Microsoft word - treated timber infosheet.doc
Preservative Treated Timber
Preservative treatment of timber and wood based products is a process of modifying the natural material with chemicals with the objective of protecting the material in service from attack by fungi which causes decay, by borers and termites.
TYPES OF PRESERVATIVES
There are three main types of preservatives
c. Tanalith T (Permethrin insecticide in a self drying oil carrier such as linseed oil)
(Copper, Chromium, Arsenic) is a multi salt solution the active ingredients of
which are compounds of the elements of copper, chromium and arsenic.
(Ammoniacal, Copper, Quaternary) is a mixture of the compounds of the
elements of copper and quaternary ammonium.
c. Boron type such as that derived from Boric acid or Boric oxide
3. LOSP (Light Organic Solvent Preservative)
consists of a solution of a light organic
solvent such as White Spirit mixed with a fungicide and/or insecticide
a. Fungicides such as Tributyltin oxide, Pentachlorophenol, Copper naphthenate and
b. Insecticides such as Cypermethrin, Deltamethrin, Permethrin and Bifenthrin
Treatment Chemicals and Hazard Levels
H1 H2 H3 H4 H5 H6
Hazard Levels and Applications
The above is intended to provide general information in summary form. The contents do not constitute specific advice and should not be relied upon as such. Formal specific advice should be sought by members with respect to particular matters before taking action.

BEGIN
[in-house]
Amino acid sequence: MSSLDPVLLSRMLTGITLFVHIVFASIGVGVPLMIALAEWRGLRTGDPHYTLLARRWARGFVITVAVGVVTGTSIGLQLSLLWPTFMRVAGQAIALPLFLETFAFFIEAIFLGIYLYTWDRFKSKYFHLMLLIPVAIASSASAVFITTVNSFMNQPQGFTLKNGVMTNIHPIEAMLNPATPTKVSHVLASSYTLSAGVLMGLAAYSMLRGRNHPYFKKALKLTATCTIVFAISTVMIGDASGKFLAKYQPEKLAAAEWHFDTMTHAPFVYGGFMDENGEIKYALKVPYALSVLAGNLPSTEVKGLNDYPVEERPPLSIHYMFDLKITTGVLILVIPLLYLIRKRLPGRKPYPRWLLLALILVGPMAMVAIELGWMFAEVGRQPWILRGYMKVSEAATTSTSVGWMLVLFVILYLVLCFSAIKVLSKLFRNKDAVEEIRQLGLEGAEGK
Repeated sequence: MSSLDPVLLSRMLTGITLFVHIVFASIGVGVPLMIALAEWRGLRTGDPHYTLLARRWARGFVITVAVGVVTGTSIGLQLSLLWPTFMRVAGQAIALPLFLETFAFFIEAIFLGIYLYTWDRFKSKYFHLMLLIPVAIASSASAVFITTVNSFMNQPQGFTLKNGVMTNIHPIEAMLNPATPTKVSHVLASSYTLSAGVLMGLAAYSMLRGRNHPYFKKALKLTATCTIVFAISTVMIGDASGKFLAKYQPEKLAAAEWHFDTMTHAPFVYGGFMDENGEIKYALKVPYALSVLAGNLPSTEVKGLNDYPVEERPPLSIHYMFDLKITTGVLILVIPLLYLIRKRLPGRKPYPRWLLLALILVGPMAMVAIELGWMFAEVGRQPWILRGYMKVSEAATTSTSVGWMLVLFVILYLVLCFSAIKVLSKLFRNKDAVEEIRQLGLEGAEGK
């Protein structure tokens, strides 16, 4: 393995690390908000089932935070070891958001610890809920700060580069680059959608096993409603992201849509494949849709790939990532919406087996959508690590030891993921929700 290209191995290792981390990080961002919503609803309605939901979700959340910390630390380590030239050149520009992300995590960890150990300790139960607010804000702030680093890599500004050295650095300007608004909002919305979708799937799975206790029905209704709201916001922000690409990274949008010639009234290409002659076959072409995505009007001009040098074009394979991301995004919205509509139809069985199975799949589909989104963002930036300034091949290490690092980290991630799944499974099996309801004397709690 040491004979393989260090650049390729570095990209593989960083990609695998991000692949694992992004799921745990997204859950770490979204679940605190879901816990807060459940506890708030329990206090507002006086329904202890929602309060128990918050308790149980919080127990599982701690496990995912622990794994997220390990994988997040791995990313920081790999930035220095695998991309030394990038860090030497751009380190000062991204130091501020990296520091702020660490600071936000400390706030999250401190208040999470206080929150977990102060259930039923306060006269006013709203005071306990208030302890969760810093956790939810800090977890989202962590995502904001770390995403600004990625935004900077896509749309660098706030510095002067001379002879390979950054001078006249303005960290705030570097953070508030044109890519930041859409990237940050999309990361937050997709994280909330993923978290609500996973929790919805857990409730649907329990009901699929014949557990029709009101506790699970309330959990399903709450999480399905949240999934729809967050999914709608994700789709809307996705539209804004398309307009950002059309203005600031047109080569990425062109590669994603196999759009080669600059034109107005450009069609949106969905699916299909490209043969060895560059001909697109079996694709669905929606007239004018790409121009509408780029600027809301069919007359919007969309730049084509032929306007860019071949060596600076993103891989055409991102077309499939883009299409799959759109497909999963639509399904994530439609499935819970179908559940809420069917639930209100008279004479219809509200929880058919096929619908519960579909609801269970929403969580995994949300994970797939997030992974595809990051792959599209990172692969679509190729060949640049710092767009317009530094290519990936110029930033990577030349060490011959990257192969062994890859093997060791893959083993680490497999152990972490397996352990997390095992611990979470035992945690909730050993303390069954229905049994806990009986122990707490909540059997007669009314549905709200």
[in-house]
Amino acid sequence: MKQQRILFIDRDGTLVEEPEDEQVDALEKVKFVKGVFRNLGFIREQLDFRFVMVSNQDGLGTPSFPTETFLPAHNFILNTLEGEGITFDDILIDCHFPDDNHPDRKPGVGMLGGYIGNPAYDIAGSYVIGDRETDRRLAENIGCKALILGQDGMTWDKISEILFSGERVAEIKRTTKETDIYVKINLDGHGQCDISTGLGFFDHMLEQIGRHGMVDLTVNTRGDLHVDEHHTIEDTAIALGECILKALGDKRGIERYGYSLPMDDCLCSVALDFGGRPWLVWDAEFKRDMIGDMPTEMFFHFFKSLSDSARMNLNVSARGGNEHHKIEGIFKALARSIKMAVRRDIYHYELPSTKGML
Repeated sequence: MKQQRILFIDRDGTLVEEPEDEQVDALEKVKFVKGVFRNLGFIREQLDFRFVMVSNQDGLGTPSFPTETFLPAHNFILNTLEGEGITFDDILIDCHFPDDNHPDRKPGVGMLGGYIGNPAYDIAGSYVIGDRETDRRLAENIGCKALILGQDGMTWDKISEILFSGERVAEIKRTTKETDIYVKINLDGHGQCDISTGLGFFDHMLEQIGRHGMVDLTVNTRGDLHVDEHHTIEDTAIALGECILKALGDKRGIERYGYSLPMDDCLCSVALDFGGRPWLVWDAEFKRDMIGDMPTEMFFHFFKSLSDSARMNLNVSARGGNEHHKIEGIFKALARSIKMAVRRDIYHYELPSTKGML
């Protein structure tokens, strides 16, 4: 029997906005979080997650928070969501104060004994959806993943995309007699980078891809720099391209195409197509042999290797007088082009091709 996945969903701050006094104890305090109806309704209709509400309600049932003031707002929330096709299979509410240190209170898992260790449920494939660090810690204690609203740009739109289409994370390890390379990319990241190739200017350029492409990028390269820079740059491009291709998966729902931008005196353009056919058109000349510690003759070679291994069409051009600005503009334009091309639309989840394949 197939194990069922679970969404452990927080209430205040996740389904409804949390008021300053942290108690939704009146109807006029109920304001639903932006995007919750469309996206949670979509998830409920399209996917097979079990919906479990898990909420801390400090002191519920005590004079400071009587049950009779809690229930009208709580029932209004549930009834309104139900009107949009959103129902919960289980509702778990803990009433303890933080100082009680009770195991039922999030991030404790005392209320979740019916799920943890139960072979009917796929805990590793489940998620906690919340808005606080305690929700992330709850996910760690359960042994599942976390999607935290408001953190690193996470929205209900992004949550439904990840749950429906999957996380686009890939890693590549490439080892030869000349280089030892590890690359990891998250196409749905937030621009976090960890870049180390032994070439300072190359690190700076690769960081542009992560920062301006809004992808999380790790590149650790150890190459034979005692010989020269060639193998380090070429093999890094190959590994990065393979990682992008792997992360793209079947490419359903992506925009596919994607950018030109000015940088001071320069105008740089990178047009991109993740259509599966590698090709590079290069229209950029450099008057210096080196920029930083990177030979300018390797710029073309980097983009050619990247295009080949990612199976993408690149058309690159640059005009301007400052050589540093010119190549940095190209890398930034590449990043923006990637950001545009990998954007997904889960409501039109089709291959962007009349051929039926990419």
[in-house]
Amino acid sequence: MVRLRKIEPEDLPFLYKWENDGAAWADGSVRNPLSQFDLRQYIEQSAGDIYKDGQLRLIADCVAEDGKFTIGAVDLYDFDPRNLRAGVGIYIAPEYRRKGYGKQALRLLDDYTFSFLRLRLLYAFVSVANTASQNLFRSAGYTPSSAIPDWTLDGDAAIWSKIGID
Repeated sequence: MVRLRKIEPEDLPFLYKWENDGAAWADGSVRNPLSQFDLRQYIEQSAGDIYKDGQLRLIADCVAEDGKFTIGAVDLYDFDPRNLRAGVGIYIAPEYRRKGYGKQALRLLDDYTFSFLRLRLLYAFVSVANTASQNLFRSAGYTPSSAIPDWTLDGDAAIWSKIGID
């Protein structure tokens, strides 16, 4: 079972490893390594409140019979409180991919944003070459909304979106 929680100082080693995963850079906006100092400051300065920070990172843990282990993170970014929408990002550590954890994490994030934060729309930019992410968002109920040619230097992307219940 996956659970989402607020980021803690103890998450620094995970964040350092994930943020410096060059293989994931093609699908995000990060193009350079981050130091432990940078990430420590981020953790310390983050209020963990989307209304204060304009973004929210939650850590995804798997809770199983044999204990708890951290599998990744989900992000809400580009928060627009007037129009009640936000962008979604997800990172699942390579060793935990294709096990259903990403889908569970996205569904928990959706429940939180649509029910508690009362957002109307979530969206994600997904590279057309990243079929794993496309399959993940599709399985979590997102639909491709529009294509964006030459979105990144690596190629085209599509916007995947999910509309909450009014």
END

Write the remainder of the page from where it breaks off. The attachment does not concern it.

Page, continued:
Australian Standard AS1604 –Specification for preservative treatment
specifies requirements for
preservative treatment for sawn and round timber. Any timber claiming compliance with the
Standard is required to be permanently marked (branded) to indicate –
1. Preservative code number. A two digit number from 01 to 99
2. Treatment plant number. A three digit number from 001 to 999
3. Hazard class. The letter H
followed by a number from 1 to 6. In some cases an additional
(associated with H2) to signify an “envelope” treatment suitable for areas south
(associated with H3) to signify a lower dose of chemical where the timber will be
further protected by an exterior grade paint system
FIGURE 1 EXAMPLES OF BRAND LAYOUT
1. Various State Forest Departments maintain a register of treatment plants.
2. A list of preservative codes is provided in AS1604 Part 1
The Standard has an optional provision for colour coding to be used in addition to the brand to identify treatment. Timber treated with LOSP and/or envelope treated to H2, H2F or H3 may be colour coded in accordance with Figure 2.
Figure 2 COLOUR CODING
CUTTING TREATED TIMBER
Specifications for preservative treatment generally require all “sapwood” to be penetrated with
chemical but not necessarily all of the “heartwood”. Therefore when a piece of treated timber is
docked, checked or drilled untreated timber could be exposed. It is important to preserve the
integrity of the treatment by applying an appropriate solution to protect the exposed material.
Brush-on treatments, compatible with the different treatment chemicals, are usually available at the
point of sale of the timber. HEALTH AND SAFETY
Working with treated timber is considered safe provided basic procedures are followed.
Recommended procedures for safe handling and storage are explained in material safety data
sheets (MSDS) which are available on request at the point of sale or from the producer. Different
chemicals have a specific MSDS and can require specific precautions for safe handling, storage
and disposal of waste. General procedures involve the use of gloves, eye and respiratory
protection and general hygiene such as washing hands after handling and cleaning up sawdust as
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